• Rubber overmold for protection and grip
• Pocket clip is magnetized for hands-free options
• High mode: 150 lumens, 6 hours of run time (3xAAA batteries included)
• Low mode: 50 lumens, 10 hours of run time

Head lamp

If you have questions about the safety equipment for your specific applications, please contact one of PK Safety Customer Service folks at 800-829-9580, or visit


Top Four Electrical Safety Tools from Stewart R. Browne

Posted on Monday, November 28th, 2016 by Mila Adamovica

You should always use caution when working near electricity. Most electrical accidents are caused by the following factors: unsafe equipment, a hazardous work environment, and poor work practices. Other types of incidents include injuries by electrocution, electric shock and burns. Ensuring electrical safety is especially challenging for manufacturing companies, large electrical contractors, hospitals, power generation plants, solar and wind power, data centers, food processing plants, breweries, bakeries, dairies, and paper and pulp manufacturers. Employees who work directly with electricity should be trained on how to use the required PPE including rubber insulating gloves, hoods, sleeves, mats and blankets, and protective helmets or full arc flash suits. Using the proper equipment like grounding devices and explosion proof lighting will make your electrical work safe. It is also important to maintain tools in a good working condition and to check them regularly to prevent them from deteriorating and becoming dangerous to use.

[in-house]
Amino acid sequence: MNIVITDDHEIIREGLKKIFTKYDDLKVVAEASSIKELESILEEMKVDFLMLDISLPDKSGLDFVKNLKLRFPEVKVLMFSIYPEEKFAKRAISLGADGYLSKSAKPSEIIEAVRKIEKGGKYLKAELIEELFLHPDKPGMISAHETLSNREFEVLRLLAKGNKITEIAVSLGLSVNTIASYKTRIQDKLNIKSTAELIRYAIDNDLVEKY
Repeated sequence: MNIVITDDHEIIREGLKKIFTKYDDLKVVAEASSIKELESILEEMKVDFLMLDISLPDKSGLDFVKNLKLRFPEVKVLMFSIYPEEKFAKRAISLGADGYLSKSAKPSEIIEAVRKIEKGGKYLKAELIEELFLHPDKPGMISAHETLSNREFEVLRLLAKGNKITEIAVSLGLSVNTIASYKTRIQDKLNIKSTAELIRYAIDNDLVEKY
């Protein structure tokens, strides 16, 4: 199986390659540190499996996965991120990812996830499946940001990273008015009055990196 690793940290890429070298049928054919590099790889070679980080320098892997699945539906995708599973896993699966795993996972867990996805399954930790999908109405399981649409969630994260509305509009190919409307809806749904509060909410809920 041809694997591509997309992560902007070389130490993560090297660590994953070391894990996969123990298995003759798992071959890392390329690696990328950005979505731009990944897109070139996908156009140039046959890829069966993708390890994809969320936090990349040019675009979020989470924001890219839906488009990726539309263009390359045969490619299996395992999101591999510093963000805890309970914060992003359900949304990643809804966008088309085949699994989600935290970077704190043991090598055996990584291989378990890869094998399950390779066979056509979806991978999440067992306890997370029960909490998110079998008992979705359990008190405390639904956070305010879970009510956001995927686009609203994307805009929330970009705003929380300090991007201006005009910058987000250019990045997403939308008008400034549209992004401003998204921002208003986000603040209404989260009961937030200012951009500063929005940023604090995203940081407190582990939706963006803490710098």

What tools can help you prevent accidents while working with electricity?

Here is a list of the recommended made-in-the-U.S.A. equipment from Stewart R. Browne.

1. Static Grounding Devices are used to prevent static electricity buildup and discharge.

“I have tried many clamps and this one is worth every penny. When there is paint or material that prevents you to reach the base metal for grounding, this clamp is perfect. It works every time. The adjustable tip is a great feature as well.”